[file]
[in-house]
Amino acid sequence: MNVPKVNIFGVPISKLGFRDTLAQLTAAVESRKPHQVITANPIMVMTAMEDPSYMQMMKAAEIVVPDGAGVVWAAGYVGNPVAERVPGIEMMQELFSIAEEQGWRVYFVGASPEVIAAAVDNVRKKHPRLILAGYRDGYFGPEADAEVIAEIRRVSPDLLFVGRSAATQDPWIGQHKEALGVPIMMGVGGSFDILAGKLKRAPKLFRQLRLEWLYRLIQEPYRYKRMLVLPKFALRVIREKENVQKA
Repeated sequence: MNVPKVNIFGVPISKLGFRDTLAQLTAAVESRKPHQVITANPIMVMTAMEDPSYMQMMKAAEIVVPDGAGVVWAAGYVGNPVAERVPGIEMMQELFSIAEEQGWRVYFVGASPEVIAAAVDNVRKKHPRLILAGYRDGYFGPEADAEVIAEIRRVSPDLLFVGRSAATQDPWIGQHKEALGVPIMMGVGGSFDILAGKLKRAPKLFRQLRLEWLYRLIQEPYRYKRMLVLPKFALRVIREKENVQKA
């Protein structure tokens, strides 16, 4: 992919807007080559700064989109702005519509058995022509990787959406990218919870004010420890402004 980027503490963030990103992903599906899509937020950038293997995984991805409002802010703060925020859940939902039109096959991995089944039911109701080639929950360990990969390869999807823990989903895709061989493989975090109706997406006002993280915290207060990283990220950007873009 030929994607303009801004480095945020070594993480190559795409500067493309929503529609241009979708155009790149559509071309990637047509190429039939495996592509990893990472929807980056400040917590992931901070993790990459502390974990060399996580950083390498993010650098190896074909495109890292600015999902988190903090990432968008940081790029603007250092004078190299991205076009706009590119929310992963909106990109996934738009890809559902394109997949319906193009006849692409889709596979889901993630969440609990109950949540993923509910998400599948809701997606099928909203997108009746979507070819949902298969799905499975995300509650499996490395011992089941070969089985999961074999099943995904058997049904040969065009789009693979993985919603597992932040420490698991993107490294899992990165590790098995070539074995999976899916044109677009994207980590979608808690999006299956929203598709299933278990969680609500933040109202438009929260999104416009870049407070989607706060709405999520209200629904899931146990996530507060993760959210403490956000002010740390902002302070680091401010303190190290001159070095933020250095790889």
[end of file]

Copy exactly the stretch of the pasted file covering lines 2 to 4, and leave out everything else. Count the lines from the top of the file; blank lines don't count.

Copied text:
Amino acid sequence: MNVPKVNIFGVPISKLGFRDTLAQLTAAVESRKPHQVITANPIMVMTAMEDPSYMQMMKAAEIVVPDGAGVVWAAGYVGNPVAERVPGIEMMQELFSIAEEQGWRVYFVGASPEVIAAAVDNVRKKHPRLILAGYRDGYFGPEADAEVIAEIRRVSPDLLFVGRSAATQDPWIGQHKEALGVPIMMGVGGSFDILAGKLKRAPKLFRQLRLEWLYRLIQEPYRYKRMLVLPKFALRVIREKENVQKA
Repeated sequence: MNVPKVNIFGVPISKLGFRDTLAQLTAAVESRKPHQVITANPIMVMTAMEDPSYMQMMKAAEIVVPDGAGVVWAAGYVGNPVAERVPGIEMMQELFSIAEEQGWRVYFVGASPEVIAAAVDNVRKKHPRLILAGYRDGYFGPEADAEVIAEIRRVSPDLLFVGRSAATQDPWIGQHKEALGVPIMMGVGGSFDILAGKLKRAPKLFRQLRLEWLYRLIQEPYRYKRMLVLPKFALRVIREKENVQKA
């Protein structure tokens, strides 16, 4: 992919807007080559700064989109702005519509058995022509990787959406990218919870004010420890402004 980027503490963030990103992903599906899509937020950038293997995984991805409002802010703060925020859940939902039109096959991995089944039911109701080639929950360990990969390869999807823990989903895709061989493989975090109706997406006002993280915290207060990283990220950007873009 030929994607303009801004480095945020070594993480190559795409500067493309929503529609241009979708155009790149559509071309990637047509190429039939495996592509990893990472929807980056400040917590992931901070993790990459502390974990060399996580950083390498993010650098190896074909495109890292600015999902988190903090990432968008940081790029603007250092004078190299991205076009706009590119929310992963909106990109996934738009890809559902394109997949319906193009006849692409889709596979889901993630969440609990109950949540993923509910998400599948809701997606099928909203997108009746979507070819949902298969799905499975995300509650499996490395011992089941070969089985999961074999099943995904058997049904040969065009789009693979993985919603597992932040420490698991993107490294899992990165590790098995070539074995999976899916044109677009994207980590979608808690999006299956929203598709299933278990969680609500933040109202438009929260999104416009870049407070989607706060709405999520209200629904899931146990996530507060993760959210403490956000002010740390902002302070680091401010303190190290001159070095933020250095790889």